Friday, 25 May 2007

Scope out your models

Just found a nitfy plugin called AutoScope. It lets you define scopes for a model. For example:

class User < ActiveRecord::Base
   auto_scope \
       :fresh => {:find => {:conditions => ['activated_at IS NULL AND destroyed_at IS NULL']},
       :active => {:find => {:conditions => ['activated_at IS NOT NULL AND destroyed_at IS NULL']}},
       :archived => {:find => {:conditions => ['destroyed_at IS NOT NULL']}}

These set up some scoped methods

 new_count = User.fresh.count
 old_users = User.archived.find(:all)
 User.fresh.find(:all).each {|u| u.update_attribute(:activated_at,} 

I've found these great for filtering collection views that group users distinctly, but span across multiple columns.

    def filter_users
      return default_search unless params[:user_scope]
      scope = params[:user_scope].to_sym 
      case scope
      when :fresh, :active, :archived
        # scopes we recognise
        users = User.send(scope).find(:all)
        users = User.find(:all)

Do note, though, to be careful what to name your scopes. I started out by calling my "fresh" scope "new". Unfortunately this overwrote the "new" function on my User model... not a Good Thing.

Tuesday, 22 May 2007

Don't flash your partials!

Random Rails tip #1: Don't use a partial named "flash" (well: "_flash.rhtml" to be specific) if you don't want to be flooded with deprecation warnings.

Rails auto-magically creates an instance of @flash for you. This triggers an avalanche of warnings for you in your functional tests :P

Tuesday, 15 May 2007

RubyFit that works...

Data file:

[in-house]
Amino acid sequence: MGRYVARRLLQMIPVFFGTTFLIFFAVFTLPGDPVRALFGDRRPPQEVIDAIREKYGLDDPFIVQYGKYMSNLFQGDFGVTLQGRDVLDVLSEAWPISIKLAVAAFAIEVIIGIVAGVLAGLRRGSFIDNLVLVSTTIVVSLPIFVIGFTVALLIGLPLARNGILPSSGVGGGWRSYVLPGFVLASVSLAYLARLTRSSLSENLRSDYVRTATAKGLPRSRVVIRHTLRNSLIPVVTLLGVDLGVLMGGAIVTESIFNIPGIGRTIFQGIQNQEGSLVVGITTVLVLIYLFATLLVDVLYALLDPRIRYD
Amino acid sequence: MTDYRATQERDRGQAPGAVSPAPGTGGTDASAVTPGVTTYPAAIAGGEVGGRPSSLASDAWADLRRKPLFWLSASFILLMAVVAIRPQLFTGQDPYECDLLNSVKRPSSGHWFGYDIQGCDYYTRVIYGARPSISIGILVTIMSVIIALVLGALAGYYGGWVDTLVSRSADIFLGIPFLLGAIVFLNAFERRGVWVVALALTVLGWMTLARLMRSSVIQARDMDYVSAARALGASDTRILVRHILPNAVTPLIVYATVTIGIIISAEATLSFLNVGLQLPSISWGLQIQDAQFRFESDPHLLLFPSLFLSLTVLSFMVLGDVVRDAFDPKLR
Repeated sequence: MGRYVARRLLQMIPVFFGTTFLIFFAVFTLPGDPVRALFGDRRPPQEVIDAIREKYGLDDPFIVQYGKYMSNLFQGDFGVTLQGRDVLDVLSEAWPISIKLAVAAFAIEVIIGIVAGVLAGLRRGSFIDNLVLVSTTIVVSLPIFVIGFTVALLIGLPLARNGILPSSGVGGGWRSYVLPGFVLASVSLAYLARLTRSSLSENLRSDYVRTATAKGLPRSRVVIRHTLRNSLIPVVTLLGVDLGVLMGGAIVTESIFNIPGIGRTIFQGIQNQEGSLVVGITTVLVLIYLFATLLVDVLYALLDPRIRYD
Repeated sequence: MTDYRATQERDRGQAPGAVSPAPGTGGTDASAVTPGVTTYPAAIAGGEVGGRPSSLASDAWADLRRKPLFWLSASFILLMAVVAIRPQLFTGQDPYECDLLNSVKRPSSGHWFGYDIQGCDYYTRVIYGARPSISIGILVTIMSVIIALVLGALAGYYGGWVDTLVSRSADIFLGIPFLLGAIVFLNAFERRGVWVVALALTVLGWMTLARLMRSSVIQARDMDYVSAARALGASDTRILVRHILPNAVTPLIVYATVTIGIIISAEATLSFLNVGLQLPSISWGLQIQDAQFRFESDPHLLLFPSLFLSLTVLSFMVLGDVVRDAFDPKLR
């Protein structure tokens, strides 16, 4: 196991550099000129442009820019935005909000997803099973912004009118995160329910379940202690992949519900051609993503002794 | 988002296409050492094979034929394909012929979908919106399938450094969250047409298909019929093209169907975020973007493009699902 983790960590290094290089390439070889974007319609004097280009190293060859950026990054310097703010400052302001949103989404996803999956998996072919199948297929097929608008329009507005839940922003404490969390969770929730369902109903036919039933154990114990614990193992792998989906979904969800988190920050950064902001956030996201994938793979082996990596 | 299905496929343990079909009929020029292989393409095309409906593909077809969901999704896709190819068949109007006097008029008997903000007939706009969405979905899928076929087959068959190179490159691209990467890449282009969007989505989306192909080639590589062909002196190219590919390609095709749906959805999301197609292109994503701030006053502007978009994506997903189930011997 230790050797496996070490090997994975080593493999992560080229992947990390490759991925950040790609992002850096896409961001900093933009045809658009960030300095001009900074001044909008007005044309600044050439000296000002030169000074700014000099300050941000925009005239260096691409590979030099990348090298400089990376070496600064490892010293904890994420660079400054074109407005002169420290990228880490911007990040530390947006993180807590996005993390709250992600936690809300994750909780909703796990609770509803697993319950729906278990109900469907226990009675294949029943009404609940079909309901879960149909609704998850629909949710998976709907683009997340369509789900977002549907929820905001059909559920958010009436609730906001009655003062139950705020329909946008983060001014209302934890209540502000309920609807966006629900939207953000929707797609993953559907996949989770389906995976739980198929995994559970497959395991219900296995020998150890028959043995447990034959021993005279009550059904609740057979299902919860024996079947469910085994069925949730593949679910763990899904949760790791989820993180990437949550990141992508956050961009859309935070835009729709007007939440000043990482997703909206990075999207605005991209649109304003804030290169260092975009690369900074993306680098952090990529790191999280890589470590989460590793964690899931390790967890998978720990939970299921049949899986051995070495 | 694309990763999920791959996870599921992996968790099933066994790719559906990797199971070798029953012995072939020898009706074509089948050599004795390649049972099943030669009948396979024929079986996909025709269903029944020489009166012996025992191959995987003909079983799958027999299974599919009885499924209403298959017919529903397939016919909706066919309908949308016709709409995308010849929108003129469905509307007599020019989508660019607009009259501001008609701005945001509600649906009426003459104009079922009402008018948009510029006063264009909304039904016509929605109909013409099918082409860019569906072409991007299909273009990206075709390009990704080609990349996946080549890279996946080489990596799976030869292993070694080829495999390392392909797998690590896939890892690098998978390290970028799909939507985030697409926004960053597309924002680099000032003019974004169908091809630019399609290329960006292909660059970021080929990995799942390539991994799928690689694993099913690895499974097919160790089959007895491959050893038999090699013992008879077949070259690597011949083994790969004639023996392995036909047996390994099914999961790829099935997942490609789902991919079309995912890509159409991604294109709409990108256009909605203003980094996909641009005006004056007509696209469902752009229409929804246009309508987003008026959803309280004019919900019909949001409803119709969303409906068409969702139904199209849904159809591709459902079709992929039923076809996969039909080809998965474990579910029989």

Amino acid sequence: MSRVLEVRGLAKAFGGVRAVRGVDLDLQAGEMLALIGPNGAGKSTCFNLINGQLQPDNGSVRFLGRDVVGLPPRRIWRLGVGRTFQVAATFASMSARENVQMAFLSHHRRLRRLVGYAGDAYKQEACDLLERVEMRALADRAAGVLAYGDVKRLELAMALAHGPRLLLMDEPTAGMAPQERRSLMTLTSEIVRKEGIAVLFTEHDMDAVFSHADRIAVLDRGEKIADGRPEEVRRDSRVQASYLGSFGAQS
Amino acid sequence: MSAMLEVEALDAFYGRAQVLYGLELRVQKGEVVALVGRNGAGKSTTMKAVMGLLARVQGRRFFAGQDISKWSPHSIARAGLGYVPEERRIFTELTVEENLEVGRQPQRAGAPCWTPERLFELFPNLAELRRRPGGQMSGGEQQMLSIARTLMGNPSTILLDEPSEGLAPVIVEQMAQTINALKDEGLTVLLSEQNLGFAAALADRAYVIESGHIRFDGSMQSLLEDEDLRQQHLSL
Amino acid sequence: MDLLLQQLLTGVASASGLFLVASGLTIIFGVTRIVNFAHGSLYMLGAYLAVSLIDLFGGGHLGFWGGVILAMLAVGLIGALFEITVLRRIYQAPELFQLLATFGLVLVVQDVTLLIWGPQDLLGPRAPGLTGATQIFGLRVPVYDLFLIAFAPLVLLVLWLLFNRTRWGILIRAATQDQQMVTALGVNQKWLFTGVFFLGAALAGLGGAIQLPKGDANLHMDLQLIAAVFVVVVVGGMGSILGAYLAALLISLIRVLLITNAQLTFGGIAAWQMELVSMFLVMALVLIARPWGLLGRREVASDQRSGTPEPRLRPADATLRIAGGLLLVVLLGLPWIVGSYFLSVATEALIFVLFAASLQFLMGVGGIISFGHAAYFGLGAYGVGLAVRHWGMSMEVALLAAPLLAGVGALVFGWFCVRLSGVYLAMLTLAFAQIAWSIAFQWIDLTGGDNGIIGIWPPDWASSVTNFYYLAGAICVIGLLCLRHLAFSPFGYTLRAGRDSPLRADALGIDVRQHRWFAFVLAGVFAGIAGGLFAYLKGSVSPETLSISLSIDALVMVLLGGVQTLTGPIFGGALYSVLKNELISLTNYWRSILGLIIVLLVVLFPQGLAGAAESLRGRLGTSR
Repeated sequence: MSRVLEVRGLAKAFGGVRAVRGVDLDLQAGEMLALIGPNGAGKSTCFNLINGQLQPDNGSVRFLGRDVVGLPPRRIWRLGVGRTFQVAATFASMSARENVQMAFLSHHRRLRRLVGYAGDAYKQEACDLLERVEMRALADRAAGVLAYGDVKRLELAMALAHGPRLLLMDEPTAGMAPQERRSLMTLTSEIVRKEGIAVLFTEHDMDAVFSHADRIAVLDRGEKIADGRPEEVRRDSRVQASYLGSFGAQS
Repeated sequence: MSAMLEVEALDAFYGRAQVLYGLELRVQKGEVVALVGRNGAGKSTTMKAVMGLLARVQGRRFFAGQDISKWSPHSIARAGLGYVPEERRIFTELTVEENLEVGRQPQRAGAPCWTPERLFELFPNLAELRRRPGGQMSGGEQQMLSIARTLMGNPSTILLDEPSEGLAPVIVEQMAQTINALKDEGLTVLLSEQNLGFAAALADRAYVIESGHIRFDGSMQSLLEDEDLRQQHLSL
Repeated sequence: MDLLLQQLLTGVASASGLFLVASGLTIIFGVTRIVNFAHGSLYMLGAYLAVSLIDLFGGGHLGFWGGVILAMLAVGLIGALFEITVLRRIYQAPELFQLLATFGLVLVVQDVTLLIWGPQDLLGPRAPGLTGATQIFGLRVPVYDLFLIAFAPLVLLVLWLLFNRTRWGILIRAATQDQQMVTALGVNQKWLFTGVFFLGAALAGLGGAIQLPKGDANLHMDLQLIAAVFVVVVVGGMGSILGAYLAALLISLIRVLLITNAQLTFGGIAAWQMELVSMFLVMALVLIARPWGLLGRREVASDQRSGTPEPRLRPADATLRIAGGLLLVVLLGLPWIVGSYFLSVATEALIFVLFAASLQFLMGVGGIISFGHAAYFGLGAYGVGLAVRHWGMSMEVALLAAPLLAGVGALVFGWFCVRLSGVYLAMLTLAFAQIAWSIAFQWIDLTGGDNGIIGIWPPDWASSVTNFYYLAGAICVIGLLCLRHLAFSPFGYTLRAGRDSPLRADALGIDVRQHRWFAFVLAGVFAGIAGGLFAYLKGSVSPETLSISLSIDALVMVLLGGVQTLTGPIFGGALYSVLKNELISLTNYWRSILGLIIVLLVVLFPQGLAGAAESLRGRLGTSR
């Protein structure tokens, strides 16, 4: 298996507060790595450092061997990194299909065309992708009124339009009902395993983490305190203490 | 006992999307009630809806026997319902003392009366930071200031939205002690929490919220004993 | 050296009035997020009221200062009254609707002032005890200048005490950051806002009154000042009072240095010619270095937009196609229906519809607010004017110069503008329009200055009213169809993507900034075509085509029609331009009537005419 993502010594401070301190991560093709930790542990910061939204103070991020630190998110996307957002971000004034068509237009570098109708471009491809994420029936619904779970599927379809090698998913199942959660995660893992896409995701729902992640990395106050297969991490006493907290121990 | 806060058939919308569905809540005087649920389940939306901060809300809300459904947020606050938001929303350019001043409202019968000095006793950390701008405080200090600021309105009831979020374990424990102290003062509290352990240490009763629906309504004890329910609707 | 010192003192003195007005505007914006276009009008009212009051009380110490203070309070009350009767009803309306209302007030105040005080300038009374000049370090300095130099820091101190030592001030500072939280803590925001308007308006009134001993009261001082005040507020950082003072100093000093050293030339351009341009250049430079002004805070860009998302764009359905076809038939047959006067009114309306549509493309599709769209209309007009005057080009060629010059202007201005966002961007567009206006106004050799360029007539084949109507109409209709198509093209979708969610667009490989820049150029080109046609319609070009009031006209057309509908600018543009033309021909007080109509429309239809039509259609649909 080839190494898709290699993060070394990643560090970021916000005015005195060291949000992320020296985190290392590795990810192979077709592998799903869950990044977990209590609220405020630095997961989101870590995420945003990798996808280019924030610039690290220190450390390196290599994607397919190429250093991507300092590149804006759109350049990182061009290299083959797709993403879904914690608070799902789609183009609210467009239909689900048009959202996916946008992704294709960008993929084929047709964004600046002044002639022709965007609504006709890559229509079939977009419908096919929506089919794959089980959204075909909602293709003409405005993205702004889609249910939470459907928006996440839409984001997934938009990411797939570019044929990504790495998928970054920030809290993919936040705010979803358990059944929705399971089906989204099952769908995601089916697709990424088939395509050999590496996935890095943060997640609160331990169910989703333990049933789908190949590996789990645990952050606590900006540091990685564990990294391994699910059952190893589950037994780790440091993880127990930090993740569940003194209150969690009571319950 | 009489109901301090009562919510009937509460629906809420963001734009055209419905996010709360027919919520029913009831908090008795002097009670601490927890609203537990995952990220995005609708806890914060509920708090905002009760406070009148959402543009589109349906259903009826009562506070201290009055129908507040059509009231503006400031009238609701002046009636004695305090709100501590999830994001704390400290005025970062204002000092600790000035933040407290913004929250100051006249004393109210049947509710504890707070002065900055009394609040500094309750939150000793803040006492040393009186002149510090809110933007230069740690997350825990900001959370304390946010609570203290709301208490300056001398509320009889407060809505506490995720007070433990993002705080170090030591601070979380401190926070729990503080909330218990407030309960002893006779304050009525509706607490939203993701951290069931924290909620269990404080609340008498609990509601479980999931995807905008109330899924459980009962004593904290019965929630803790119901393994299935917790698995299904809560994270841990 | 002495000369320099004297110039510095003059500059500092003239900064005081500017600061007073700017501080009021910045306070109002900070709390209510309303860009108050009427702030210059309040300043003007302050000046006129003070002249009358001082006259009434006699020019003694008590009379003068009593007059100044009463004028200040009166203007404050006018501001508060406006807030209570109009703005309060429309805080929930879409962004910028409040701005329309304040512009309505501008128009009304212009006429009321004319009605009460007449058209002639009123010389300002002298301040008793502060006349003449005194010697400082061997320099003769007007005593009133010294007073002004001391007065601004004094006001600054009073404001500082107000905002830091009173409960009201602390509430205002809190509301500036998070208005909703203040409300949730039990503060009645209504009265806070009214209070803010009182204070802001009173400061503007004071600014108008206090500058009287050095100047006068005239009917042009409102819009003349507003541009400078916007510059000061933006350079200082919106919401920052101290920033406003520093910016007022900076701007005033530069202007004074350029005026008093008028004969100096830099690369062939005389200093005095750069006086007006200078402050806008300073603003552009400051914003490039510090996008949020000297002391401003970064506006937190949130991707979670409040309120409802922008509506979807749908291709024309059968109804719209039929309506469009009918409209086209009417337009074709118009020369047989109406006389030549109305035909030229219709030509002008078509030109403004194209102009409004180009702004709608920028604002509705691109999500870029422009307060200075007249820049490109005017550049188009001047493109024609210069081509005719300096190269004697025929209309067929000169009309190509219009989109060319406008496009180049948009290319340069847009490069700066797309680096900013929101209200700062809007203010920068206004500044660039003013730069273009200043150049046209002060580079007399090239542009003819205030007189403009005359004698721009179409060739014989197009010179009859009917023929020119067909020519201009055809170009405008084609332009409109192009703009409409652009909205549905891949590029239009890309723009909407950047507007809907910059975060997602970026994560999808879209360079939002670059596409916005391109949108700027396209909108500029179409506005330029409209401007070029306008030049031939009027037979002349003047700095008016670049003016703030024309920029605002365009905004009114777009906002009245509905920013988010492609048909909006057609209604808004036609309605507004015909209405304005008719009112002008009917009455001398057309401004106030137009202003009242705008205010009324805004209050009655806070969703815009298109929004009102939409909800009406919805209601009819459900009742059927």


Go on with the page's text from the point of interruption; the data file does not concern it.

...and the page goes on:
We're setting up a FITnesse server and intend to use RubyFIT for it. I tried using Cory Foy's tutorial to help get them talking to each other - but found it was out of date. The differences:

  • Get your Rubyfit from sudo gem install fit instead of "grabbing" (because no longer exists on the Interweb)
  • Instead of !define COMMAND_PATTERN {ruby -I %p ruby/bin/FitServer.rb -v} use !define COMMAND_PATTERN {ruby -I %p <path to your fit gem's bin>/FitServer.rb -v}
  • ignore the fact that FITnesse seems not to be as verbose with reporting the details of exceptions as Cory Foy's tutorial suggests - just move on to the "path" step

Sunday, 13 May 2007

Exuberant programming

My colleague (Peter Merel) is the sort of person to get enthused at trying new stuff out. He is an Agile-evangelist, and has been trying all different ways to make this process fit into corporate-land. The main issues involved in this tend to be getting buy-in from the usual management-types who have never been exposed to this methodology, and finding ways to interpret it into the sorts of controls and reporting guidelines that they are used to.

Don't blow up the universe

The kind of "No, no! everything you're doing is wrong, get rid of it all and work our way!" approach tends to be frowned-upon as disruptive to standard operating practice. For good reason - it is.

Changing over an entire system of business practice (such as how to develop software) is a Big Thing for any company. Techie types will often scoff and refer to the inertia of corporate behemoths, entrenched dinosaurism and a corresponding lack of corporate flexibility, but the managers at these places actually have a good point. Changing systems involves time, effort and risk of failure (whether total failure of the system or simply setbacks that cause loss of market share).